Fredd, please stop leaking out details piecemeal.
Why not give us the dimensions and any other pertinent details so we know w hat question we are actually trying to answer?
Pictures are good too.
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On Mon, 25 Apr 2016 07:09:44 -0700, Fredd Wright wrote:

Hew, it's a crawl space storage area, not a patio :-). Just lay them down. But if anything you'll store under there could be hurt by dampness I'd put the plastic sheeting under them,
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On Mon, 25 Apr 2016 04:00:22 -0700 (PDT), Fredd Wright

First off how big is the area, a cubic yard of concrete will cover an area of 100 square feet at 3 inches deep. Getting it into a crawl space is the hard part (shoveling the old school way) or new school a concrete pump would make it easy. Finding a contractor to do a small job is also problematic.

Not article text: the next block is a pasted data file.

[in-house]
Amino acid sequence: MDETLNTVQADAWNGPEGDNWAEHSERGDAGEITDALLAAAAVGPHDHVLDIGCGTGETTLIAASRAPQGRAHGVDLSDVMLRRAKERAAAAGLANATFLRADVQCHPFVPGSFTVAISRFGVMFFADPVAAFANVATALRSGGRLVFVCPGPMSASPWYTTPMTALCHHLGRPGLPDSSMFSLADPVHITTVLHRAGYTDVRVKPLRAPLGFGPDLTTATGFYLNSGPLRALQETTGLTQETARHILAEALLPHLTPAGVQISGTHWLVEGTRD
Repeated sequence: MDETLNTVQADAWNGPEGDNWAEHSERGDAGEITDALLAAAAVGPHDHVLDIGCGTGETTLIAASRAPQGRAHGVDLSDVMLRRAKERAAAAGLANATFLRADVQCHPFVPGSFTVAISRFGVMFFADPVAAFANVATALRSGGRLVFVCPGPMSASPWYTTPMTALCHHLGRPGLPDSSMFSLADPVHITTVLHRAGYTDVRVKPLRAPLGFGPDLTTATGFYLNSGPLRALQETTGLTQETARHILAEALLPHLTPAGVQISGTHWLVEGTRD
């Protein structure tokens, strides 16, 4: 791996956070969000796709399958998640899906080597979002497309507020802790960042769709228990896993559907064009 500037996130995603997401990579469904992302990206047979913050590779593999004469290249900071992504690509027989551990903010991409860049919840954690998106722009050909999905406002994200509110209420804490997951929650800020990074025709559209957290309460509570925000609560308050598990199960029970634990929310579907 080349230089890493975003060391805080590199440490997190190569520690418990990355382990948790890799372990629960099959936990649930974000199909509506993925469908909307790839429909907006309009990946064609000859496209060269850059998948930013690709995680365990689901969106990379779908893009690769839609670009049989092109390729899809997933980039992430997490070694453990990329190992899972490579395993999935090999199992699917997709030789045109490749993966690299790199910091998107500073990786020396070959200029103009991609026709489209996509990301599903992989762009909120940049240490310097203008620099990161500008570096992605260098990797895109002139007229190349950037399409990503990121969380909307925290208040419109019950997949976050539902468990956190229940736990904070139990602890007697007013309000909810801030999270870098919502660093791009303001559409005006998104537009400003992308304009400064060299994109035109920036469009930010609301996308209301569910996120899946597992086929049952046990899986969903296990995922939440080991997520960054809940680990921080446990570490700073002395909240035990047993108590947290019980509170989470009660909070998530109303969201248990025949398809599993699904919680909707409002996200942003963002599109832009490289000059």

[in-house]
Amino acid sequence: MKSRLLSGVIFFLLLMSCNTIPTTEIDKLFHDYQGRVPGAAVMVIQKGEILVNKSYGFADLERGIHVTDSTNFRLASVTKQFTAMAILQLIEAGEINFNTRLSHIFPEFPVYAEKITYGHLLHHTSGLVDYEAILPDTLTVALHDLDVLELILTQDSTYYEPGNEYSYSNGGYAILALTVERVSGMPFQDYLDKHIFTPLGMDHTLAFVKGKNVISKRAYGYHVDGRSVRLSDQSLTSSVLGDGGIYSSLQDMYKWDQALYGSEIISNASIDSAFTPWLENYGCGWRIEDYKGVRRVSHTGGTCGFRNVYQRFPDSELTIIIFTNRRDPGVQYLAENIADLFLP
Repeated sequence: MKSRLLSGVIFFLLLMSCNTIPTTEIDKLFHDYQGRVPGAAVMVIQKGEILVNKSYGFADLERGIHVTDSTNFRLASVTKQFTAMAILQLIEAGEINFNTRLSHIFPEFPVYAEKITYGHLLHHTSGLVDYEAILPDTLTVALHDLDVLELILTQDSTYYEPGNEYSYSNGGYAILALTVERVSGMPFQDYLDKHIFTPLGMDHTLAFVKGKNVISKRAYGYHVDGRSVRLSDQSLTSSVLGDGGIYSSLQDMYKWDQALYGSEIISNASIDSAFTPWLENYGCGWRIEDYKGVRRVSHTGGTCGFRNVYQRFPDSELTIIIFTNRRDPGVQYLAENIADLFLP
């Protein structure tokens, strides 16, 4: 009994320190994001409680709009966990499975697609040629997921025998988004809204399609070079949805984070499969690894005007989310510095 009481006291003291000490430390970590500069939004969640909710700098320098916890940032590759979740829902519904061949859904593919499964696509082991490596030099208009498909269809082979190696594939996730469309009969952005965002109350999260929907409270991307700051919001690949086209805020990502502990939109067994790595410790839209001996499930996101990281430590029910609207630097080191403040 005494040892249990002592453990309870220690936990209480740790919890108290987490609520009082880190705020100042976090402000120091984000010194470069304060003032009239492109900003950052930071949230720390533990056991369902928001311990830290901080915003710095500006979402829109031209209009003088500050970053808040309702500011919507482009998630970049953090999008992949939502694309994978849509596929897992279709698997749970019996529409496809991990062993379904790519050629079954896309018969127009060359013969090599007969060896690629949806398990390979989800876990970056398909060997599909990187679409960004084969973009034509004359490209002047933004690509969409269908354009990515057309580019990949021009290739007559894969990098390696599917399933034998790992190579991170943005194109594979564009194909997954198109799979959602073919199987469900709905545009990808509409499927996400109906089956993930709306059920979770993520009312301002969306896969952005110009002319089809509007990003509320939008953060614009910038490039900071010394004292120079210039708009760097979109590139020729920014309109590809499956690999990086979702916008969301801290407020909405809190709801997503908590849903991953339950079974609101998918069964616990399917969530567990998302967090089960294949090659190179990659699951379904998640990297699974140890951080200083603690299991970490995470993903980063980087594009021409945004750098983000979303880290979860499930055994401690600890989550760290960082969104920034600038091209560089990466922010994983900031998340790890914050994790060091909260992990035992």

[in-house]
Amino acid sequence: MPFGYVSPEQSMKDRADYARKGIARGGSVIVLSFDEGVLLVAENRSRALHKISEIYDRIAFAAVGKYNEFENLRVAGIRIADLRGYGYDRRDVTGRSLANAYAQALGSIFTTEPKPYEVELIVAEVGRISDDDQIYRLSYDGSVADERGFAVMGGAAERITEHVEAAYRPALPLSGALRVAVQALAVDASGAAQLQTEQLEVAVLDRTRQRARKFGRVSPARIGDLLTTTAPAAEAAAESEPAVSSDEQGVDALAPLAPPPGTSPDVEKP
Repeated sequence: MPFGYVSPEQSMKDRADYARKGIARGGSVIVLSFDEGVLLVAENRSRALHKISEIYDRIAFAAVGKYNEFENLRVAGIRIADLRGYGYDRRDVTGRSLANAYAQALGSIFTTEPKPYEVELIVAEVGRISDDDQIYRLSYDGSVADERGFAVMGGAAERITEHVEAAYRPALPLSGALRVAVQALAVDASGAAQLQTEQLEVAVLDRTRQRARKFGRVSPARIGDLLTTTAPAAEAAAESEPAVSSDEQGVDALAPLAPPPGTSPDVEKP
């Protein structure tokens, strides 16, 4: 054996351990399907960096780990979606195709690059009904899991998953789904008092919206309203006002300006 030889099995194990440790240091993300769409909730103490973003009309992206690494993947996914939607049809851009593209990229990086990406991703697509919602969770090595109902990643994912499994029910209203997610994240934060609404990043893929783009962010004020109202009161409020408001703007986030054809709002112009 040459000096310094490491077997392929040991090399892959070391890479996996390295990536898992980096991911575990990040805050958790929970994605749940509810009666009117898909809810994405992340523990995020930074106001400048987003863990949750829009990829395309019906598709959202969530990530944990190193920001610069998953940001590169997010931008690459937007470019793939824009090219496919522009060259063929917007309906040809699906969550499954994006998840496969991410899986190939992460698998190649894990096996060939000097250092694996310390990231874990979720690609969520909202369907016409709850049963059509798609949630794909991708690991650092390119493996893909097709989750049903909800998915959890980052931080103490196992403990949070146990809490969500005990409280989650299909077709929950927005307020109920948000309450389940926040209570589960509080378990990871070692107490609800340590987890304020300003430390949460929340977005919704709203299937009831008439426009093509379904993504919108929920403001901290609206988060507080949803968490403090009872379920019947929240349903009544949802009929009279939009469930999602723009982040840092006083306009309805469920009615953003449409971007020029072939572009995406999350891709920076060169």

Not being able to see the situation it is hard to come up with a plan.
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On 4/25/2016 6:00 AM, Fredd Wright wrote:

If you can make a cake, You can lay a concrete mud slab. :)

Same material, different form, and possibly more manageable in tight spaces.
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On Mon, 25 Apr 2016 04:00:22 -0700 (PDT), Fredd Wright

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On Sat, 23 Apr 2016 15:01:46 -0700 (PDT) jesus christ is risen wrote:

rethought my previous advice
raise house up and safely mounted on piers
then create a proper basement matching the house floor plan
then lower house and reattach
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On 4/23/2016 5:01 PM, Fredd Wright wrote:

After all of this discussion and weighing the pro's and con's I think you should move to a home with out this issue ;~)
I think it would be cheaper in the long run. LOL